"A Sand County Almanac"

"THERE ARE SOME WHO CAN LIVE WITHOUT WILD THINGS AND SOME WHO CANNOT."
"FOR US IN THE MINORITY THE OPPORTUNITY TO SEE GEESE IS MORE IMPORTANT THAN TELEVISION.".....Aldo Leopold




"LOOK DEEP INTO NATURE, AND THEN YOU WILL UNDERSTAND EVERYTHING BETTER".....Albert Einstein


Friday, September 25, 2015

Rocky Mountain Elk in the Allegheny Mountains



Mention elk to most people and the first image that comes to mind will likely be of the Rocky Mountains and the large herds that can be found throughout that range. However, wild, free roaming elk can be found much closer to home. 
A four hour drive to the village of Bennezette, PA will put one in the heart of Pennsylvania elk country.  Last Sunday, Cheryl and I made the drive to see if we could locate some of the descendants of the original elk, transported to Pennsylvania via boxcar from Yellowstone National Park in 1913.

Winslow Hill Rd. is the location of the Elk Country Visitor Center and continues to other "official" viewing areas designated by the Pennsylvania Game Commission.  It is a good place to start.  We found this bull in a small area adjacent to the Elk View Diner...


His unusually wide antlers reflect an abnormality the locals call "helicopter antlers".


During the mating season bull elk bugle to attract cows and to declare their dominance to other bulls...

 
Late September through October is the best time to see bulls because the rut is on and bulls are trying to assemble groups of females called "harems" to mate with...

 
 
 
 
 
 
During our visit the sound of bugling could be heard both day and night...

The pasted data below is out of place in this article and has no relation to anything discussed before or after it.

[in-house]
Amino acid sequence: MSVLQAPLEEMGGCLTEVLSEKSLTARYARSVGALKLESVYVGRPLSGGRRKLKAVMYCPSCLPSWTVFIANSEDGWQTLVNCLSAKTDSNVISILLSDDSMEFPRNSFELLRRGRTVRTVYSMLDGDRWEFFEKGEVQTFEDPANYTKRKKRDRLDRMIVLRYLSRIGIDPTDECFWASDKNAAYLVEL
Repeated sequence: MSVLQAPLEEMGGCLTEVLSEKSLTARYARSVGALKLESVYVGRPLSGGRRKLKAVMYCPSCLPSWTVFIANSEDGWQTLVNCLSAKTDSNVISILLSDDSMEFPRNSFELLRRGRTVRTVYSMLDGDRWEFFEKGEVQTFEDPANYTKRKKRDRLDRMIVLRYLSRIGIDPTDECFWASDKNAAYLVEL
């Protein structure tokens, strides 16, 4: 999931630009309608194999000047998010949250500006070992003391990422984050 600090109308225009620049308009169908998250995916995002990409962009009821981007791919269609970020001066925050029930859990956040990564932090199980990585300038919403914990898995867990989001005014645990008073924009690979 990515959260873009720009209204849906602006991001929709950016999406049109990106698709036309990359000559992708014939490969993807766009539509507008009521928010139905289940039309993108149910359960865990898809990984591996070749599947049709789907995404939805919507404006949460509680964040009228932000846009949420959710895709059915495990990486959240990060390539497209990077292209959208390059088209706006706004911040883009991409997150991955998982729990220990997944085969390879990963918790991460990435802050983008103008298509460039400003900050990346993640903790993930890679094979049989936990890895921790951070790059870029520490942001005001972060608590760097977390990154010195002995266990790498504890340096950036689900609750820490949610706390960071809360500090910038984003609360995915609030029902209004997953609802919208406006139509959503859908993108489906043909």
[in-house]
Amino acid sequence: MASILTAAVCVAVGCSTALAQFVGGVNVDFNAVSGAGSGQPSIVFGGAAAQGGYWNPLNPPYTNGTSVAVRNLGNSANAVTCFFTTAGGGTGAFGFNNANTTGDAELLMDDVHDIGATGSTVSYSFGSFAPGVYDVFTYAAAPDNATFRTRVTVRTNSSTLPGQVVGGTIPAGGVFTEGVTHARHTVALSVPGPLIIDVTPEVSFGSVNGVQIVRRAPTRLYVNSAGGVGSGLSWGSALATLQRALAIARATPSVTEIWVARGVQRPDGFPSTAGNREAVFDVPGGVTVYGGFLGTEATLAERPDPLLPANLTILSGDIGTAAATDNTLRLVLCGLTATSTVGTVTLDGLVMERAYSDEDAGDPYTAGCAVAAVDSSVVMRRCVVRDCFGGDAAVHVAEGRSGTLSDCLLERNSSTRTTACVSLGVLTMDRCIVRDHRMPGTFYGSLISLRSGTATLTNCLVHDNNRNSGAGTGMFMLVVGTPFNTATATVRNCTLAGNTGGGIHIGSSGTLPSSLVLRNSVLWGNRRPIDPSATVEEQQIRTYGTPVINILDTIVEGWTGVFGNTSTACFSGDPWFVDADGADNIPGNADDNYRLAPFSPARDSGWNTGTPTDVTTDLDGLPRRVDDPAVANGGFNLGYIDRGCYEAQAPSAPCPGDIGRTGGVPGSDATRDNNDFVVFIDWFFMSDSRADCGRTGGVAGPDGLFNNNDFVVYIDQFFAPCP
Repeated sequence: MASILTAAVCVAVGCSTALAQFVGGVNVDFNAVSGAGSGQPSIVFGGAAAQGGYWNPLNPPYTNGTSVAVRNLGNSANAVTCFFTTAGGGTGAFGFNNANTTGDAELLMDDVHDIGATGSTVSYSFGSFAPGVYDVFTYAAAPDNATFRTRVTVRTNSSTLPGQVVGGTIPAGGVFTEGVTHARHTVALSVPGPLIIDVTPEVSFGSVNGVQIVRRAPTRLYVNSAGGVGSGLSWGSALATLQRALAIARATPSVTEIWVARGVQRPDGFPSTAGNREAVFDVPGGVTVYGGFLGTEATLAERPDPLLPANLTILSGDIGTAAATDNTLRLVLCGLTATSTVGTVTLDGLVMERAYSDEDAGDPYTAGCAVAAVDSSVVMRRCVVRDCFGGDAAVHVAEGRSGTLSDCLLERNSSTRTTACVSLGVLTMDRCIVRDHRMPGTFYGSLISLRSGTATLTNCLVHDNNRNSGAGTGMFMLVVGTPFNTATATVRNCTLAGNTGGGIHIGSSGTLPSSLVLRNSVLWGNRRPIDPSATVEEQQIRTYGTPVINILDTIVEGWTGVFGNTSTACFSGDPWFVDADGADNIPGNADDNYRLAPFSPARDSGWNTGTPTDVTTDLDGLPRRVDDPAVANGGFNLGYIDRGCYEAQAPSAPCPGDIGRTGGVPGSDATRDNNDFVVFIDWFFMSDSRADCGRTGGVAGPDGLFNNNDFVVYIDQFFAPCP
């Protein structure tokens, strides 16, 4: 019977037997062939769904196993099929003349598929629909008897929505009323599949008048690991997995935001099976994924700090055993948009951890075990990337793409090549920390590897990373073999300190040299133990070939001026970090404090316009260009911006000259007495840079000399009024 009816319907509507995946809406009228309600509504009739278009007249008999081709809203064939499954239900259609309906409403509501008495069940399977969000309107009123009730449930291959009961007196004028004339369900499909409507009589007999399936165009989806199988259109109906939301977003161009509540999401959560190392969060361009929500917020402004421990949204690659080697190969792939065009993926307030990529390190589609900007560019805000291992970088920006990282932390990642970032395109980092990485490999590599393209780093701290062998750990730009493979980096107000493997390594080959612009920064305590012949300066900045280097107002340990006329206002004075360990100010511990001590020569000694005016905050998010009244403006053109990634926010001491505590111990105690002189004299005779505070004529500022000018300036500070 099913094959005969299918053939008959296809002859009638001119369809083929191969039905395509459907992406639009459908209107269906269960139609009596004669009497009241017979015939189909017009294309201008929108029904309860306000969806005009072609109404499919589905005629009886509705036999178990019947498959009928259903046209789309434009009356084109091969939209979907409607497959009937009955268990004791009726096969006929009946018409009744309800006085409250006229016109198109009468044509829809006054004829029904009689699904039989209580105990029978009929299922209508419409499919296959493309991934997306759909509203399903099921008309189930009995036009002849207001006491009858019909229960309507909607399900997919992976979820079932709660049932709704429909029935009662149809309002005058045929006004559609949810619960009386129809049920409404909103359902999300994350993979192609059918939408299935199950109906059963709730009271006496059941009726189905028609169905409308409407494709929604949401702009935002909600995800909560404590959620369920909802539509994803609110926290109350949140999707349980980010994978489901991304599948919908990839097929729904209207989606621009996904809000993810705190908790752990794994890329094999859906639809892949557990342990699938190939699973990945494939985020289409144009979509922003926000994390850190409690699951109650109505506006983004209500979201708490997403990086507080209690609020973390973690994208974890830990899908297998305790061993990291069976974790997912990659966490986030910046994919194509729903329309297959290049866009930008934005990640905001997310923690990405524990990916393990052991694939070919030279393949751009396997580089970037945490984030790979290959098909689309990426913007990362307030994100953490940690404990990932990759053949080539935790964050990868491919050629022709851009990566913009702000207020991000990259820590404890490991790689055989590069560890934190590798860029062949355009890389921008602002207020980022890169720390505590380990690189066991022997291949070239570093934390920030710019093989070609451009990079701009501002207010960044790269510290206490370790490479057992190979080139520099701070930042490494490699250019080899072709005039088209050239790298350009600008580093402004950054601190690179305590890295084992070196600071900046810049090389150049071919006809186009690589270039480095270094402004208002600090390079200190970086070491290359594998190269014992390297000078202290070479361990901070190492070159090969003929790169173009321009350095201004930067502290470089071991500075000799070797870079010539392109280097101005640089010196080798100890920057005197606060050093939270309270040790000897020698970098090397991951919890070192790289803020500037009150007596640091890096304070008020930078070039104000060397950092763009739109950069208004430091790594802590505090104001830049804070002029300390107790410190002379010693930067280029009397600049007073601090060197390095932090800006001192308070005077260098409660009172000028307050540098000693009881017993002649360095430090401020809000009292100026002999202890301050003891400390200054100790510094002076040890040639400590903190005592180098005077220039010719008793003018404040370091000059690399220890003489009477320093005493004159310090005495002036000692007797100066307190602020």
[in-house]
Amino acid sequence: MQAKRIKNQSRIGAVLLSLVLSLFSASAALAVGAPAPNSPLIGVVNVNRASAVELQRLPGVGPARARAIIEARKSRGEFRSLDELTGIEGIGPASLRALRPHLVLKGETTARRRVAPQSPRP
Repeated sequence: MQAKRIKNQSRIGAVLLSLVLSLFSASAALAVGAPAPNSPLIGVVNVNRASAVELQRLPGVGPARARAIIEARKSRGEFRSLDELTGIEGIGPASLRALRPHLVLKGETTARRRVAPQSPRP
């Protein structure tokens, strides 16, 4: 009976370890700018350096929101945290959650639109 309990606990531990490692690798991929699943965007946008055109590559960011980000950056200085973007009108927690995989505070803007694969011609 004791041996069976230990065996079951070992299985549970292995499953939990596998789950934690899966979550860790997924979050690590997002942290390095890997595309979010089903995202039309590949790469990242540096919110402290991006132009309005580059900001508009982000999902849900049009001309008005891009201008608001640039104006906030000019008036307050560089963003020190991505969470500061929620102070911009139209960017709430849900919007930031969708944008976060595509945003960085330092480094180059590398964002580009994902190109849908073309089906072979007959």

For some unexplainable reason, the elk congregate on Winslow Hill during the rut.  They are especially active early in the morning and just before sunset...
 
 
As with all wildlife, elk can be unpredictable so one must be flexible about when to seek them.  We found several bulls during the late morning, when many had already stopped looking...
 
 
The young bulls in the next photos are sparring in a yard along Gray Hill Rd...
 
 
 
Since they are not large enough to challenge an older bull, they are testing themselves against each other.  It is unlikely that bulls of this size will find cows that are unattended by dominate bulls...
 
 
Their sparring took them from one side of the yard to the other.  They finally ended up sparring with a firewood pile between them, which they quickly toppled over.  I wonder what the homeowner thought when he had to re-stack his firewood...
 
 
 
When the bulls tired they left together, leaving tracks and firewood scattered...
 
 
Other confrontations are not so cordial. Especially when a mature bull has collected some cows and is challenged by another mature bull for breeding rights.  In the next photo two bulls are posturing for each other, showing off their antlers hoping to intimidate each other into submission...
 
 
If intimidation fails, they often clash violently...
 
 
In this instance the challenger won and the bull with the non-typical antlers was vanquished...
 
 
One morning was especially foggy.  Hearing bulls bugle and being unable to tell their whereabouts added to the excitement...
 
 
As the sun burned off the fog the elk became easier to spot...
 
 
This spike bull was probably the smallest one we saw...
 
 
Young bulls seemed to be everywhere.  This one was found on Mt. Zion Rd...
 
 
In the beautiful light of sunset we found the non-typical bull tending his harem...
 
 
Even though he lost his females to a challenger, the season is long and the opportunities many...
 
 
I took this image of a broken antlered bull as the sun was about to set.  Capping three days of excitement, exploration, socializing and discovery...
 
 
Thanks for visiting, be well and come back soon.
 
 
 

2 comments:

  1. Excellent post with great photos, Steve. It was great to see you guys up there.

    ReplyDelete
    Replies
    1. Thanks, I am sorry we didn't get to visit longer. Next year I hope to plan for a longer stay.

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